Kogawa set his sights on learning sculpture at Musashino Art University before a friend arranged for him to take an entrance exam at Tokyo Movie, which fast-tracked him to a job offer in 1970. Fast-tracking seems to have been the theme of his early career, since he started as an apprentice animator on the legendary baseball TV series Star of the Giants and was promoted to lead animator in less than a year. But even this turned out to be a stepping stone when he accepted another friend’s invitation to join Tatsunoko Productions, the top producer of TV anime, in 1971.

There he worked as a lead artist on a string of heavy hitters such as the World War II docudrama Animentary Decision, Science Ninja Team Gatchaman, Hurricane Polymer, Space Knight Tekkaman, and The Time Bokan series Yattaman from 1971 to 76. During that time, Kogawa became regarded as the animator who created the Tatsunoko production system, though he denies this and describes his approach simply as Amecomi [American Comic Book] Style.

He left Tatsunoko for Toei Pictures in 1977, starting as a director on a super-robot TV series called Chojin Sentai Baratak. And then–surprise–along came Yamato. Kogawa was positioned to make Farewell to Yamato his next project in 1978 and served as a director for a large portion of the film. Since his specialty was character animation, that became his main focus. It’s the hallmark of a good director to make himself invisible to a degree, but if you know what to look for you can see his influence all over the movie.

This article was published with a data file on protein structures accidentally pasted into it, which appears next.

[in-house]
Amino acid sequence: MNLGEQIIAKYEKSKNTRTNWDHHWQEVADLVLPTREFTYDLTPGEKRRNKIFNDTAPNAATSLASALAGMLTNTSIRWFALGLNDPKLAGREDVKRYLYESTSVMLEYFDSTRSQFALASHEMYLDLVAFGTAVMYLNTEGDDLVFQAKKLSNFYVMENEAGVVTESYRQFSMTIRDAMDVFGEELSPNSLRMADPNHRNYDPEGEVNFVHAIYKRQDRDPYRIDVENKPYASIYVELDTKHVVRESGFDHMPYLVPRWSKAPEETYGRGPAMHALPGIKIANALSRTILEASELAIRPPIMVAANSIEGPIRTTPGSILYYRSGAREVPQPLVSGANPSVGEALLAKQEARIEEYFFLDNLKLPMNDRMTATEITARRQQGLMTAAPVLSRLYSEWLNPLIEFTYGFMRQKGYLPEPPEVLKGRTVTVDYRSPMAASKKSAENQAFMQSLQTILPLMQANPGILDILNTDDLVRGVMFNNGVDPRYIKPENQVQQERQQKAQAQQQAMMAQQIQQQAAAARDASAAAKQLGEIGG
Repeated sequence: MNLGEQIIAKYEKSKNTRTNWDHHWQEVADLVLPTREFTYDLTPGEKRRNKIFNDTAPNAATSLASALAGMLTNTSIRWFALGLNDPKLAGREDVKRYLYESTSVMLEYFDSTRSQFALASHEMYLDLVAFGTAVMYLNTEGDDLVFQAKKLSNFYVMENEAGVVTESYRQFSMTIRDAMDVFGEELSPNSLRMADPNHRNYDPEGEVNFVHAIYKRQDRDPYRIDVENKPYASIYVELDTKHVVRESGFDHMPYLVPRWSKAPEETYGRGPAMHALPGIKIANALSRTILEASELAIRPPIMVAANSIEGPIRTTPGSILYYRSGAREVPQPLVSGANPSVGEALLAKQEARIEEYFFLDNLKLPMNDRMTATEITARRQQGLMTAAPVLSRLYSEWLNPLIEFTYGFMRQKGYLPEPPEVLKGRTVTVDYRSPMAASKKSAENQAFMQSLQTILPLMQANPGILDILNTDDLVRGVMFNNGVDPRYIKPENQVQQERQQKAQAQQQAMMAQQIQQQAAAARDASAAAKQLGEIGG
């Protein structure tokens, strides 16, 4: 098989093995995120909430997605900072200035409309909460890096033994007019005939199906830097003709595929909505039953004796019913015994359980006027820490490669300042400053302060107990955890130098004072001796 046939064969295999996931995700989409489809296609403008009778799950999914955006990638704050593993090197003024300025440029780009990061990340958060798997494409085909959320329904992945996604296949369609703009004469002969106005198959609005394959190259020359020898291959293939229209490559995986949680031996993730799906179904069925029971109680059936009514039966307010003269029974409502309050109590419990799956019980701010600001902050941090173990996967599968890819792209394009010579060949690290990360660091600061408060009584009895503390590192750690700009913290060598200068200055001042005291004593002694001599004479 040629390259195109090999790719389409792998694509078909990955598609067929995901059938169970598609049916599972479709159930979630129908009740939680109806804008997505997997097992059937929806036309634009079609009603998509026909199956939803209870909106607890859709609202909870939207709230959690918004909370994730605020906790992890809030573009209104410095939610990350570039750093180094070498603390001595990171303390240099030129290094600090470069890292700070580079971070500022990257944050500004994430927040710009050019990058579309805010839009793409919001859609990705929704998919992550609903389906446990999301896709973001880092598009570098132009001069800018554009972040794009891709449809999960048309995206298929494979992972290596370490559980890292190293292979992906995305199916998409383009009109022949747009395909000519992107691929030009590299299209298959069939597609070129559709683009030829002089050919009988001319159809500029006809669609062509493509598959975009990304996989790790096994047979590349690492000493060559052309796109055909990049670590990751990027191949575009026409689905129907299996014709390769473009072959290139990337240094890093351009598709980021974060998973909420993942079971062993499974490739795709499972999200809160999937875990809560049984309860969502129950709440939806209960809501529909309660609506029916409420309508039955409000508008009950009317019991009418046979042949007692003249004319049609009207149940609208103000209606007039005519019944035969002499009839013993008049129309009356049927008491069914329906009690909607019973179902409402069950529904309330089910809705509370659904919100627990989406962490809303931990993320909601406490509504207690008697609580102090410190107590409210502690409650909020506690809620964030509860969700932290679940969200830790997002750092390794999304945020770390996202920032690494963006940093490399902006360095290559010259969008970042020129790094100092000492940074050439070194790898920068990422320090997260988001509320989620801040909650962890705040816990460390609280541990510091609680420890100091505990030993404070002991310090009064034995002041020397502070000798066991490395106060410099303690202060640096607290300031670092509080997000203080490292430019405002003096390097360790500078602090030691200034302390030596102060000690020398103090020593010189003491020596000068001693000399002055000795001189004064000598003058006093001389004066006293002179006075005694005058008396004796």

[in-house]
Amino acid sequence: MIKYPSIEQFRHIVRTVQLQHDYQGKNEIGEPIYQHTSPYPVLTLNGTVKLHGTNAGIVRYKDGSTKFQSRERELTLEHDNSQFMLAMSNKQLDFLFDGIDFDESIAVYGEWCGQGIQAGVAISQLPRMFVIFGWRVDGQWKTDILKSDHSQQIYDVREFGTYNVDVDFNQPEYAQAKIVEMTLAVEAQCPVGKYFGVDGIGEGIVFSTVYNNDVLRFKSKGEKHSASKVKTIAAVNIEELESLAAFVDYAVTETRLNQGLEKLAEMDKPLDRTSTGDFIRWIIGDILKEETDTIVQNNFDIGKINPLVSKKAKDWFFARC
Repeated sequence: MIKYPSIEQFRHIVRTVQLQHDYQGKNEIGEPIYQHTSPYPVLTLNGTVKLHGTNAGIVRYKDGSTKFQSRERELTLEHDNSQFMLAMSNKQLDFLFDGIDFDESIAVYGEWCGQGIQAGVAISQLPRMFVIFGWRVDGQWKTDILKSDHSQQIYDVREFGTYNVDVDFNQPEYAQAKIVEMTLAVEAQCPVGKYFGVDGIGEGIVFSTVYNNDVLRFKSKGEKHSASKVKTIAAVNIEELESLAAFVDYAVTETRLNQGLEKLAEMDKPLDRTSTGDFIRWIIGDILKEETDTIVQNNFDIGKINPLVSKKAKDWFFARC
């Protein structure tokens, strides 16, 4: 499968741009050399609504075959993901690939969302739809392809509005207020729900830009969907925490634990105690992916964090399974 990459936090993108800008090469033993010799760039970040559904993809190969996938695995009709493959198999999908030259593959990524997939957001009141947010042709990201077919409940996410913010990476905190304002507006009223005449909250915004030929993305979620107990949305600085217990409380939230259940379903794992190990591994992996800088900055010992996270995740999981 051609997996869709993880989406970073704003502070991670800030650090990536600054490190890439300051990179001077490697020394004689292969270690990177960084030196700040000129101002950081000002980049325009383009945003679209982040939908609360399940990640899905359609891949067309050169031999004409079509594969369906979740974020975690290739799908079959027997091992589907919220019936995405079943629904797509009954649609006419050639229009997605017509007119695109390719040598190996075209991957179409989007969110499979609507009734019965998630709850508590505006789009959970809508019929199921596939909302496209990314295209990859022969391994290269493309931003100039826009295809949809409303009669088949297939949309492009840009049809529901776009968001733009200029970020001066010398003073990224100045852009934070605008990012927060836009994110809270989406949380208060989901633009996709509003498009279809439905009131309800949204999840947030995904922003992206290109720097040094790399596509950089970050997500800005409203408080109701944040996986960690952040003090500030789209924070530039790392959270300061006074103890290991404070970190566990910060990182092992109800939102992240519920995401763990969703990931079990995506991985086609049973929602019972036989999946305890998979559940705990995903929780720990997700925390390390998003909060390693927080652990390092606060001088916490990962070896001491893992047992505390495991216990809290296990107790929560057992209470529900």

For example, he has a penchant for low camera angles and upshots on characters to enhance a dramatic moment, something he probably picked up from American comics. The next time you watch the movie, watch for the upshots; that’s when you see the Kogawa directing style at work. This doesn’t sound unusual, but he had an uncommon knack for figure drawing from the start of his career which brought a greater degree of control to the process. Before Kogawa, upshots were rare because a lot of artists simply couldn’t draw them well. After Kogawa, upshots became commonlaw.

Farewell to Yamato was also one of the projects that reunited him with his former schoolmate Yasuhiko Yoshikazu, who storyboarded the final scenes of the film and worked closely with Kogawa to keep it pure all the way through to the end.